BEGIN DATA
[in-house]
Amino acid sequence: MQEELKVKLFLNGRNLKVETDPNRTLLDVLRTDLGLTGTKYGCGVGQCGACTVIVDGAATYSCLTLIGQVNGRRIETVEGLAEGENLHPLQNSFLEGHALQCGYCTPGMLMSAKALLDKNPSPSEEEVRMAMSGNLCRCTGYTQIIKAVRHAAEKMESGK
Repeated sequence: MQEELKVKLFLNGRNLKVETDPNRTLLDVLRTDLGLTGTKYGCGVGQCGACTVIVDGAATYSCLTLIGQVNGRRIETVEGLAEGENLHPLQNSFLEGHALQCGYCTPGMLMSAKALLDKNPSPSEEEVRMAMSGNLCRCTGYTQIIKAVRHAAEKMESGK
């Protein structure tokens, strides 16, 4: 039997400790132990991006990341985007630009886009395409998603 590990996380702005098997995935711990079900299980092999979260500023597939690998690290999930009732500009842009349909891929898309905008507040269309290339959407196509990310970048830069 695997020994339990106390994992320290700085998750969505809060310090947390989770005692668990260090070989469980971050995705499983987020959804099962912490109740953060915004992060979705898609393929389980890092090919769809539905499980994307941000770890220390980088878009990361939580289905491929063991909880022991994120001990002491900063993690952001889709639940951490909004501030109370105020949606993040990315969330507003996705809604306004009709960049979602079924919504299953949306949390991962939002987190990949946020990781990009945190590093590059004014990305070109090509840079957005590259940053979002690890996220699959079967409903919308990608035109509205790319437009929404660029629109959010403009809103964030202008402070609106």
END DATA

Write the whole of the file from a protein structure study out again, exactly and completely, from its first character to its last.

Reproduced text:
[in-house]
Amino acid sequence: MQEELKVKLFLNGRNLKVETDPNRTLLDVLRTDLGLTGTKYGCGVGQCGACTVIVDGAATYSCLTLIGQVNGRRIETVEGLAEGENLHPLQNSFLEGHALQCGYCTPGMLMSAKALLDKNPSPSEEEVRMAMSGNLCRCTGYTQIIKAVRHAAEKMESGK
Repeated sequence: MQEELKVKLFLNGRNLKVETDPNRTLLDVLRTDLGLTGTKYGCGVGQCGACTVIVDGAATYSCLTLIGQVNGRRIETVEGLAEGENLHPLQNSFLEGHALQCGYCTPGMLMSAKALLDKNPSPSEEEVRMAMSGNLCRCTGYTQIIKAVRHAAEKMESGK
């Protein structure tokens, strides 16, 4: 039997400790132990991006990341985007630009886009395409998603 590990996380702005098997995935711990079900299980092999979260500023597939690998690290999930009732500009842009349909891929898309905008507040269309290339959407196509990310970048830069 695997020994339990106390994992320290700085998750969505809060310090947390989770005692668990260090070989469980971050995705499983987020959804099962912490109740953060915004992060979705898609393929389980890092090919769809539905499980994307941000770890220390980088878009990361939580289905491929063991909880022991994120001990002491900063993690952001889709639940951490909004501030109370105020949606993040990315969330507003996705809604306004009709960049979602079924919504299953949306949390991962939002987190990949946020990781990009945190590093590059004014990305070109090509840079957005590259940053979002690890996220699959079967409903919308990608035109509205790319437009929404660029629109959010403009809103964030202008402070609106």